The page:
Radiohead - "Daydreaming" (Singles Going Steady)

by PopMatters Staff

16 May 2016

"Daydreaming" sounds exactly like what you would expect Radiohead to sound like in 2016.

Chris Ingalls: My immediate reaction upon hearing this song in its entirety is one of complete lack of surprise. That is to say, it sounds exactly like what you would expect Radiohead to sound like in 2016. Thom Yorke’s mournful, processed vocals, light effects with a gorgeous minor-key piano, strings, an eventual insistent bass line. This is a band that always keeps things filled with tension. Even something as beautiful as a ballad needs to be spooky. Radiohead have spent the last 20-plus years making music on their own terms and the result is almost always soaring, moody, and brilliant. [9/10]

John Bergstrom: Very pretty, very Radiohead. Who actually is in Radiohead these days? Because if I have one issue with their new music it’s that it sounds like an electronic post-rock duo consisting of Thom Yorke (voice, inscrutable high-mindedness) and Jonny Greenwood (orchestrations, charts, scores, arrangements, stuff that composers usually do, homemade vintage synths, fragile vibes, anything but kickass, cutting-edge guitar playing). I like Radiohead, I really do. The problem is, I used to love them, and one reason was songs like “Daydreaming” were great B-sides to discover. As for the PT Anderson-directed video, a couple observations: Yorke really looks like either a Jedi or the Vaguely European Bad Guy from a low-budget action flick, and the whole thing moves along much more quickly than Inherent Vice. [6/10]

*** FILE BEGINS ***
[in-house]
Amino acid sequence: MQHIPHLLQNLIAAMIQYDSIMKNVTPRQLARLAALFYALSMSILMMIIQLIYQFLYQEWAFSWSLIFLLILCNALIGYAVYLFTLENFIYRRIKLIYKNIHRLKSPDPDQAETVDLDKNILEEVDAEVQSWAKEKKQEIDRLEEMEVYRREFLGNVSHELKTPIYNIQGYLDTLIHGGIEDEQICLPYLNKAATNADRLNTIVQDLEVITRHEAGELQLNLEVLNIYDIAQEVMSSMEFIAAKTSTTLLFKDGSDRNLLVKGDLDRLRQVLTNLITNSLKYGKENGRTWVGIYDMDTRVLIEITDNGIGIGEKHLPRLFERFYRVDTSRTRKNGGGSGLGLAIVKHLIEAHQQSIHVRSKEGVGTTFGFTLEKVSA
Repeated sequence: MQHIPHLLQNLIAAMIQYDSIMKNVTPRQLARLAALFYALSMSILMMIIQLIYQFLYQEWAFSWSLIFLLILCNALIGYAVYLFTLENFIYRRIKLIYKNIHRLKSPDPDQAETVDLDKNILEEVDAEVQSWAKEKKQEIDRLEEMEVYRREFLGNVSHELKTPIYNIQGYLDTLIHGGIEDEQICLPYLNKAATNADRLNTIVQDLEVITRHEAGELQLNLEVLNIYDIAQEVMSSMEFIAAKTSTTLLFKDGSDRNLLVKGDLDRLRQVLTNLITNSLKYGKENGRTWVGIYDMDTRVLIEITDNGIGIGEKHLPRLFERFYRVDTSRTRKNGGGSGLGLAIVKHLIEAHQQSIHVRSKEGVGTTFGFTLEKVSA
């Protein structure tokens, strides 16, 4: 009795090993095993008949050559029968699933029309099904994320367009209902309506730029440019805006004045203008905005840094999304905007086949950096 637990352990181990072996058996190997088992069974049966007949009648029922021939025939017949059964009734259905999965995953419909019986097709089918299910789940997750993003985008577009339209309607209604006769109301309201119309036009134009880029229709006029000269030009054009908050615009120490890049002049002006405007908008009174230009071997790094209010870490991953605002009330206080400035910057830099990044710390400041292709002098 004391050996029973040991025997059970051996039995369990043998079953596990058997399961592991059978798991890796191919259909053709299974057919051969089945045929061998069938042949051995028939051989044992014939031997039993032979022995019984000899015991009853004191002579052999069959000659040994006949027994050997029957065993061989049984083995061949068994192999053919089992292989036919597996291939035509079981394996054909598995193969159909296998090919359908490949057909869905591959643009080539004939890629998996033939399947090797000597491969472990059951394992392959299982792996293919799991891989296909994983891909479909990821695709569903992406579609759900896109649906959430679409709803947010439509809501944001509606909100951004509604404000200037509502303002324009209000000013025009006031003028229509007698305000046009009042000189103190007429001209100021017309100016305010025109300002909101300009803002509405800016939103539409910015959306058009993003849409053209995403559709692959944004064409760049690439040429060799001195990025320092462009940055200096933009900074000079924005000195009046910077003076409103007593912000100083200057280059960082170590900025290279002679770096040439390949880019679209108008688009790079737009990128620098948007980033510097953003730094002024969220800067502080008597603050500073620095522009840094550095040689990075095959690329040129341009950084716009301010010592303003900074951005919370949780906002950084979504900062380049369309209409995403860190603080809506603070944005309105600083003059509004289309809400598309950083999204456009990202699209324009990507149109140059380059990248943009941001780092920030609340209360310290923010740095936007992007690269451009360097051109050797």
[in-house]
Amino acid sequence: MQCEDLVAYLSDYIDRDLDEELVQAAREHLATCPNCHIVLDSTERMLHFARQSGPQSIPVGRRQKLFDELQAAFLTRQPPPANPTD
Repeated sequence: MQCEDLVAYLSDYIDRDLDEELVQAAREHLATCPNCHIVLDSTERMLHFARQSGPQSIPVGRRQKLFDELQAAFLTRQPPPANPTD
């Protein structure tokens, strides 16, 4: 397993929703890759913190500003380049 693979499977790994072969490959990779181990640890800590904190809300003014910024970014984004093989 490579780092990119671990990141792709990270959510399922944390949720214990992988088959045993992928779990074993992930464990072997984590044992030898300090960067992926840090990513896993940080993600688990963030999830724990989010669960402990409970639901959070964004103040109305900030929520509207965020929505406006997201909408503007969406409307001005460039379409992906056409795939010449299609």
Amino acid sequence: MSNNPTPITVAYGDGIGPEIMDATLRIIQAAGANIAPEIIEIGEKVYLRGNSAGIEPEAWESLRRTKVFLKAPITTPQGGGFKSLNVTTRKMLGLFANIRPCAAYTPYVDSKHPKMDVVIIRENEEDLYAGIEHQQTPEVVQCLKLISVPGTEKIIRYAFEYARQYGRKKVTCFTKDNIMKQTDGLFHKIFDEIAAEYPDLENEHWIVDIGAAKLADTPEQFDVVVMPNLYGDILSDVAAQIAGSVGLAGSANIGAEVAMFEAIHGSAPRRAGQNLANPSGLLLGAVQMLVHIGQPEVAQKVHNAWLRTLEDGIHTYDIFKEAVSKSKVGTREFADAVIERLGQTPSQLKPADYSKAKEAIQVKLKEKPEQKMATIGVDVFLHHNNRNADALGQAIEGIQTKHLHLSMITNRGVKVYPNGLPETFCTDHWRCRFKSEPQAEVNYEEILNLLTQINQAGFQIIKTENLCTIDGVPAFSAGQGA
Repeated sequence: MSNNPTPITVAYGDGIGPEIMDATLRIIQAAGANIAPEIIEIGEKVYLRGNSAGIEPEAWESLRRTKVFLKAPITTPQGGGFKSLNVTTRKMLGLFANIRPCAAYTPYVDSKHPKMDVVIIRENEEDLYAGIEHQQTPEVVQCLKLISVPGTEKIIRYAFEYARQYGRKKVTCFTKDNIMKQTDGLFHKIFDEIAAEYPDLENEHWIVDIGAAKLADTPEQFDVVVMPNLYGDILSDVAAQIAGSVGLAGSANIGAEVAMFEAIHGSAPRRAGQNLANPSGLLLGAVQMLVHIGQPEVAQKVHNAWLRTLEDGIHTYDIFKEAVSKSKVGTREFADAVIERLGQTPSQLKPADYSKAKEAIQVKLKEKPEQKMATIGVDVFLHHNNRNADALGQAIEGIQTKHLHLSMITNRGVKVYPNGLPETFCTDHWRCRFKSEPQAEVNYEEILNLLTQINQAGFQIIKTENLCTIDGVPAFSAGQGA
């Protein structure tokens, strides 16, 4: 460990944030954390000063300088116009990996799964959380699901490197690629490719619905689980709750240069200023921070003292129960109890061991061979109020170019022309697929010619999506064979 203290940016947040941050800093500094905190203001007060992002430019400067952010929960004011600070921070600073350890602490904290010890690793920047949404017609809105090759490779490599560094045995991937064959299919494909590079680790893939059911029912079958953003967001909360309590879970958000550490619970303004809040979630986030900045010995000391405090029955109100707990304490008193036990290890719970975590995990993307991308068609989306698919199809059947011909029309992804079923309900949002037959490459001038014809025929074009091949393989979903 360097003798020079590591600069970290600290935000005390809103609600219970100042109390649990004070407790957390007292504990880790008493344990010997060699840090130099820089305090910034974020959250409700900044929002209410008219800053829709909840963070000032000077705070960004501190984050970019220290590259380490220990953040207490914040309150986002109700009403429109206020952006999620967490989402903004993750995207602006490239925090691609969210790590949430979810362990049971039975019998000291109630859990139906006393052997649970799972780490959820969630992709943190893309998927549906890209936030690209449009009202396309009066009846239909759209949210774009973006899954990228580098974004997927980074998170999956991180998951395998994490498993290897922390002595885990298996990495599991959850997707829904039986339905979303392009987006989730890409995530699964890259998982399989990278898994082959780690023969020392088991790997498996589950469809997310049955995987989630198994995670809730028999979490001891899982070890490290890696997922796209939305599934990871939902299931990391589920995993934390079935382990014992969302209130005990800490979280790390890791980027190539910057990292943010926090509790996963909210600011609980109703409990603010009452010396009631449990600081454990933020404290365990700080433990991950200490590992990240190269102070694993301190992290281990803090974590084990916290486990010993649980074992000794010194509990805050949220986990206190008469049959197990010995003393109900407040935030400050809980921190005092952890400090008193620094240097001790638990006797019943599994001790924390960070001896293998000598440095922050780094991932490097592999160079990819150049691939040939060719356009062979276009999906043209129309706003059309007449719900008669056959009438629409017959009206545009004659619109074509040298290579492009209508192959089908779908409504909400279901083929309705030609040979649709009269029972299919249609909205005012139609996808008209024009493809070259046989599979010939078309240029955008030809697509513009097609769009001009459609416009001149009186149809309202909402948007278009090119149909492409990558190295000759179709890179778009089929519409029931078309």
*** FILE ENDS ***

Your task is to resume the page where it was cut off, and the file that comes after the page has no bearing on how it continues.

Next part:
Steve Horowitz: To paraphrase Queen Patti, I was daydreaming that I was daydreaming. The song has got a catchy vibe and the Paul Thomas Anderson video makes one want to open the door and come in come in come in come in. Repetition is a good thing. It makes one move on while staying in one place. This is not Groundhog Day, this is real life where the search for the next moment leads back to where started. [8/10]

Emmanuel Elone: Unlike “Burn the Witch”, “Daydreaming” is as quiet as its name implies. A soft piano ballad with Thom Yorke’s signature high-pitched falsetto, “Daydreaming” also includes a light touch of electronics and strings to add to the already somber ambiance. While it’s enjoyable, though, it would be hard to make the claim that this track is better than “Burn the Witch”, or that it’s even on an equal footing. This new song is simply too quiet and mellow, even compared to some of Radiohead’s softest work. “Daydreaming” isn’t terrible, but it just barely meets the standard of a good Radiohead song. [5/10]

Chad Miller: Just about every part of this song is gorgeous. The repetitive piano brings a wonderful effect to the track, and the instrumental sections are wonderfully rhythmic while still offering a smooth and connected sound. The production does so much to add to the song too, providing wonderful embellishments throughout. [9/10]

SCORE: 7.40

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